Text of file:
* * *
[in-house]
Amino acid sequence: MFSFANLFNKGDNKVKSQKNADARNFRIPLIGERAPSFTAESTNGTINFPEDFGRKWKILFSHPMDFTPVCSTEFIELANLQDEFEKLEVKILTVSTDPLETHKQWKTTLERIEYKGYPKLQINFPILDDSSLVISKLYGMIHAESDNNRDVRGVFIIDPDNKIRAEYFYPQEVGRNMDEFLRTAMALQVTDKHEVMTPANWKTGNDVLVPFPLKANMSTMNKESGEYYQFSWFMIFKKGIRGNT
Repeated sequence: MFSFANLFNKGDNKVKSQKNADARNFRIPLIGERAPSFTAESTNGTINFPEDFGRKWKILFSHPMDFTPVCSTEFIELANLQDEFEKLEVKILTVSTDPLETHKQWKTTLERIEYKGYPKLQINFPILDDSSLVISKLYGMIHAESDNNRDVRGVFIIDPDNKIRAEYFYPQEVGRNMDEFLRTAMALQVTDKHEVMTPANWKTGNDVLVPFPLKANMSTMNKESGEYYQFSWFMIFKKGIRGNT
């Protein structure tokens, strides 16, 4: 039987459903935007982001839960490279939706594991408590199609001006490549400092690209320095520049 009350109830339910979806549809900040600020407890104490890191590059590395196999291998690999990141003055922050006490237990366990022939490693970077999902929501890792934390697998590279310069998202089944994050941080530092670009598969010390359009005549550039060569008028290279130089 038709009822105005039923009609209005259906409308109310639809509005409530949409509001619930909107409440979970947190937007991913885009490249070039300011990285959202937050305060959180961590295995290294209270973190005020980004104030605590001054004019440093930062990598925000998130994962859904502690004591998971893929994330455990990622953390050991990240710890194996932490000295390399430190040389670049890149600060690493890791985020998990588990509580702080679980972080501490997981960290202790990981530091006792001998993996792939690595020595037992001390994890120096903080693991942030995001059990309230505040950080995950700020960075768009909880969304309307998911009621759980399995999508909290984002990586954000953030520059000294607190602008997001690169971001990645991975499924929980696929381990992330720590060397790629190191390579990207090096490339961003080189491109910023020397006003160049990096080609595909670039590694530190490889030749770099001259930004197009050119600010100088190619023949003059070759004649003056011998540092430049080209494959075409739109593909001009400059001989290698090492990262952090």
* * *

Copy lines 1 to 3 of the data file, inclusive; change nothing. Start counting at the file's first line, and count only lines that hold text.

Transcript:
[in-house]
Amino acid sequence: MFSFANLFNKGDNKVKSQKNADARNFRIPLIGERAPSFTAESTNGTINFPEDFGRKWKILFSHPMDFTPVCSTEFIELANLQDEFEKLEVKILTVSTDPLETHKQWKTTLERIEYKGYPKLQINFPILDDSSLVISKLYGMIHAESDNNRDVRGVFIIDPDNKIRAEYFYPQEVGRNMDEFLRTAMALQVTDKHEVMTPANWKTGNDVLVPFPLKANMSTMNKESGEYYQFSWFMIFKKGIRGNT
Repeated sequence: MFSFANLFNKGDNKVKSQKNADARNFRIPLIGERAPSFTAESTNGTINFPEDFGRKWKILFSHPMDFTPVCSTEFIELANLQDEFEKLEVKILTVSTDPLETHKQWKTTLERIEYKGYPKLQINFPILDDSSLVISKLYGMIHAESDNNRDVRGVFIIDPDNKIRAEYFYPQEVGRNMDEFLRTAMALQVTDKHEVMTPANWKTGNDVLVPFPLKANMSTMNKESGEYYQFSWFMIFKKGIRGNT